Today I read Lionel Corbett’s chapter on the numinous in his book Psyche and the Sacred. Corbett uses Rudolf Otto’s concept of the numinous, and since I will utilize Otto’s discussion of the numinous exerperience in my dissertation, I thought I’d read Corbett, as he is faculty at Pacifica, and writes about an experience of the sacred beyond traditional religion.
Otto argues that the word holy has lost its meaning, and that a new understanding of our experience of the sacred is necessary in order to salvage soul for humanity in the modern world. While his point is well taken, it got me thinking about environments that are consciously contructed for the purpose of creating a numinous experience (a subject that has been front and center in my mind for quite a while now anyway).
The thinkers who have written about numinosity have often related it to a breakthrough…something that happens as a result of either pious reflection, or a liminal experience such as illness and/or trauma. Can an experience be called truly “numionous” if it is the result of social and cultural manipulation as Disneyland is? I believe that it can. Not only do I believe that Disneyland is an environment that encourages the breakthrough of numinosity, I also suspect that most human created sites devoted to mythic/imaginal/sacred connection with the divine are in some ways manipulated and controlled.If numinosity is God/the unconscious/whatever you choose to call it breaking through mundane moments in favor of an experience of the mysterium tremendum, as Otto calls it, it seems to me that the environment matters only insofar as it creates an atmosphere, which leaves cracks in the psychic plaster big enough for divinity to break through.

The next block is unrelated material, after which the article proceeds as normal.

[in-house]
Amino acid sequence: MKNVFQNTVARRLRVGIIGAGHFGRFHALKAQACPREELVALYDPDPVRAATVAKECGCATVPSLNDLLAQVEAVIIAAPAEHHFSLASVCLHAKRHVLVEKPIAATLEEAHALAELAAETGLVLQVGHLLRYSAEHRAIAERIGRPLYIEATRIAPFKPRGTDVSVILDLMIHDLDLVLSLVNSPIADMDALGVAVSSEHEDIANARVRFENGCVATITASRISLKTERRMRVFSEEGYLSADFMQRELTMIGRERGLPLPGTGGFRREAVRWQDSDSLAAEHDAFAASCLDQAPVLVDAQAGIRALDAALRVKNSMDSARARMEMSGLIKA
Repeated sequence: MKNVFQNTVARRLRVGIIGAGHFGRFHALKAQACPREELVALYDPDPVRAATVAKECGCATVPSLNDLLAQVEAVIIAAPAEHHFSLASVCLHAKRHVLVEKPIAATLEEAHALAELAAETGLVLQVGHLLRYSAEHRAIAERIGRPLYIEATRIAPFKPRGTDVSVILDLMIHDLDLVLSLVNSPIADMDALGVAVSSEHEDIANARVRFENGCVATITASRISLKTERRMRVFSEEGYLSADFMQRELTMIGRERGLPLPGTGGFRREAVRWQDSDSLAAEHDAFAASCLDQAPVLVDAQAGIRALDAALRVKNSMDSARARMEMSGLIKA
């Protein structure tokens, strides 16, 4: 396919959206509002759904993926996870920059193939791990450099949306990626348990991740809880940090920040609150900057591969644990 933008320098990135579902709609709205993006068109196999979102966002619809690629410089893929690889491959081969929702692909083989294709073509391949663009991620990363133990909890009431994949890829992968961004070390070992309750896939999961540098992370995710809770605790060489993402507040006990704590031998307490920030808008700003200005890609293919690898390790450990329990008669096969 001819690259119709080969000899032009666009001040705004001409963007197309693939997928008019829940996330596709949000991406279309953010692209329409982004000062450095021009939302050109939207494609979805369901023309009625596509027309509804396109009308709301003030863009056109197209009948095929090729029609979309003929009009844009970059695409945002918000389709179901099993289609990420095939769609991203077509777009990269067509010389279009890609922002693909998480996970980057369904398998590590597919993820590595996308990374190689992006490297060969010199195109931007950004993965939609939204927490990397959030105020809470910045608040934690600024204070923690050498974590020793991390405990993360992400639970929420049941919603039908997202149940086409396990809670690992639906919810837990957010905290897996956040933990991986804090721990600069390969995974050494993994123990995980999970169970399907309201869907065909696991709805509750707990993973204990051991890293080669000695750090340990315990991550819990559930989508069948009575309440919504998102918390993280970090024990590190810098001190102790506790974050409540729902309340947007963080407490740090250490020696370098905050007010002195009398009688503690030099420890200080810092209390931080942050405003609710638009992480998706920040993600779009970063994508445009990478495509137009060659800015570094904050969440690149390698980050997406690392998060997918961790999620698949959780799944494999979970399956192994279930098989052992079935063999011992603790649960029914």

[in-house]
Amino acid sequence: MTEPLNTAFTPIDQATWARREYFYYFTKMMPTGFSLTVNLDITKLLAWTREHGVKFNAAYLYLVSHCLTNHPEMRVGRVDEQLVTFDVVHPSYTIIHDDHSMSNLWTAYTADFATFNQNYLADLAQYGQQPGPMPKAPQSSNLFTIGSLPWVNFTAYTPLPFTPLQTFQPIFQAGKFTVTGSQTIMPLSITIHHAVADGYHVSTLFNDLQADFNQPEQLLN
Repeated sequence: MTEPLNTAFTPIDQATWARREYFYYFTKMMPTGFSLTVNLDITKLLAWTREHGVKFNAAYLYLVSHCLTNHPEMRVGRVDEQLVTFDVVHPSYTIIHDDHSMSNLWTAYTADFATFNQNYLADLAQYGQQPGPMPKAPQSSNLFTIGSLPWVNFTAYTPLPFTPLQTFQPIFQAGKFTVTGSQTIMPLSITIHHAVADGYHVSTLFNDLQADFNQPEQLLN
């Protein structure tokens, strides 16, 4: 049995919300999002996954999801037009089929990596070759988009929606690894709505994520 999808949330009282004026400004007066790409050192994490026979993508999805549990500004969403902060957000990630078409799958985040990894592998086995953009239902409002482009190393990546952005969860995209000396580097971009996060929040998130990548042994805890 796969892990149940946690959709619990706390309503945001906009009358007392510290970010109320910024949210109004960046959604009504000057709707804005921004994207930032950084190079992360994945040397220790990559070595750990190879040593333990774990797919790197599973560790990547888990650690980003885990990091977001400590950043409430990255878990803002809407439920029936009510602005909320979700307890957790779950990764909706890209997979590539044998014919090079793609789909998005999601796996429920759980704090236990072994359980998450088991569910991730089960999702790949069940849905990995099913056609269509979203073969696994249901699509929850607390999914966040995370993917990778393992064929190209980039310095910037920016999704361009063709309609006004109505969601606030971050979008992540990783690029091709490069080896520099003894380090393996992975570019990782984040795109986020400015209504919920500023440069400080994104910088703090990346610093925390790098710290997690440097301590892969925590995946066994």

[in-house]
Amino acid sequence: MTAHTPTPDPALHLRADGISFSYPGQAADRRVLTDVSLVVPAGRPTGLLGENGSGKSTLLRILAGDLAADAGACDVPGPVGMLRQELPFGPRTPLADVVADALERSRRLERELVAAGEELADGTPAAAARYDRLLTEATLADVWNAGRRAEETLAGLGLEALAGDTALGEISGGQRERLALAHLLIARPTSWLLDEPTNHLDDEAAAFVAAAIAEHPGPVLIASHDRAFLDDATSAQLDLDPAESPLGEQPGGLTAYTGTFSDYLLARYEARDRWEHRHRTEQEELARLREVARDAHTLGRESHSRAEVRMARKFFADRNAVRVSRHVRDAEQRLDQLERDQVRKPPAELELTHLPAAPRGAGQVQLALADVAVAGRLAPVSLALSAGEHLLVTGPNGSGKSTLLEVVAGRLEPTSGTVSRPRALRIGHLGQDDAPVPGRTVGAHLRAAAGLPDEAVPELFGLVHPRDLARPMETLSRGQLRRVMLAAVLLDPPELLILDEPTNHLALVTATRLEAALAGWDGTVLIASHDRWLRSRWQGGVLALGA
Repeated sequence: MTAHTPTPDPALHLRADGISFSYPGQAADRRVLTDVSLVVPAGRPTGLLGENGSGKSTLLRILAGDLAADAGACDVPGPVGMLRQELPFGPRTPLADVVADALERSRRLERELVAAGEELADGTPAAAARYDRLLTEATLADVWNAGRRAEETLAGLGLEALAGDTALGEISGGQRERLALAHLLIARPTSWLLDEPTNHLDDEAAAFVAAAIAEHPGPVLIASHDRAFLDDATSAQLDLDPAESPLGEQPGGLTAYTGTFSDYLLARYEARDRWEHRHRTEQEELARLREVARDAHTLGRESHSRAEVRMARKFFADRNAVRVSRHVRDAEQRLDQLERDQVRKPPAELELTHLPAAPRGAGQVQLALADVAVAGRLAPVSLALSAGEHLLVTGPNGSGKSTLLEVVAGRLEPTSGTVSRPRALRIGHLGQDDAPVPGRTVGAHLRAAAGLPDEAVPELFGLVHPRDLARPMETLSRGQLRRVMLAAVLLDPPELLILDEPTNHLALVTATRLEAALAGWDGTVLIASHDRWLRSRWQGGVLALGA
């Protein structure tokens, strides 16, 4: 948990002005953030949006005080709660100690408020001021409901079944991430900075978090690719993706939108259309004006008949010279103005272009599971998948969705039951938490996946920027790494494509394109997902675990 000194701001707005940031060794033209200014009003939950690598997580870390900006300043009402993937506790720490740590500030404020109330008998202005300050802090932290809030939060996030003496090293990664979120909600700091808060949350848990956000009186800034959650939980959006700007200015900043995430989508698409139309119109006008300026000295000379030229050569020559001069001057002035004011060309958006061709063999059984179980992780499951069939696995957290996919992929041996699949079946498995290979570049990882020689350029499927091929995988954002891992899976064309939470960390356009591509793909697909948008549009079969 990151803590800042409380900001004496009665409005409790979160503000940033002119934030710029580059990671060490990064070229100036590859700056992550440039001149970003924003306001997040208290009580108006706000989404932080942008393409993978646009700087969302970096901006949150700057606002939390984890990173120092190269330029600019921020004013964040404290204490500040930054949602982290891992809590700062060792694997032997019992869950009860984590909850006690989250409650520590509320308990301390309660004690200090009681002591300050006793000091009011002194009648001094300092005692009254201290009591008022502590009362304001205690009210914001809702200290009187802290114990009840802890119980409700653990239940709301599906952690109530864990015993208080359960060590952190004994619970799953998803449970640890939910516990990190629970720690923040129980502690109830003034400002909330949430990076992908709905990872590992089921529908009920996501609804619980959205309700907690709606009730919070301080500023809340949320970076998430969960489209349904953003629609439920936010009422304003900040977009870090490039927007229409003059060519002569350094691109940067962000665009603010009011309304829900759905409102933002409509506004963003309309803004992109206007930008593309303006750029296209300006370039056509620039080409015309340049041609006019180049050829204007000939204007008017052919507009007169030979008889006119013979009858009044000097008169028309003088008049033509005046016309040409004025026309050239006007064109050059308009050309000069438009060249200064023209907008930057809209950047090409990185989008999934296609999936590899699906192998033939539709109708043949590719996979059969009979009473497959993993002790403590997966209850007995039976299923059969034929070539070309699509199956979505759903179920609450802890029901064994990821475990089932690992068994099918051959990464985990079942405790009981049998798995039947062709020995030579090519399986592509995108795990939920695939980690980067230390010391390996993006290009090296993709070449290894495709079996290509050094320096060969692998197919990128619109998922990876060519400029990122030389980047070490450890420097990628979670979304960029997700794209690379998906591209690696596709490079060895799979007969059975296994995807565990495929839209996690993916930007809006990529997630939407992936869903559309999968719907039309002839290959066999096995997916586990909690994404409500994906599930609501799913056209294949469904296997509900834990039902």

In other words, Disneyland may be an environment controlled ad nauseum, but there is one thing that neither the imagineers nor the CMs can control–the patron’s experience. That’s where numinosity is at Disneyland.
I’ve seen it in my nieces’ faces as they watch a parade. And, they aren’t the only ones. A Disney parade is the perfect example of the unique kind of numinosity that is created through the experience patrons have when they visit Disneyland. It is what Van Gennep and Turner called Communitas, a kind of liminal experience which, when experienced by an entire group, allows for freedom from societal constraints, and the kind of awe and wonder consistent with traditional religious experiences of the sacred. The lights are pretty, the balloons shine in the dark against the neon, the dancers make your breathe catch, and it’s all for you! You feel tiny, insignficant, yet you are the center of the universe at the same moment….well, you and everyone else watching the parade, that is. And, you share it…happily…And it works…It works through the emotion swimming in the eyes of both man and woman, adult and child who encounter it.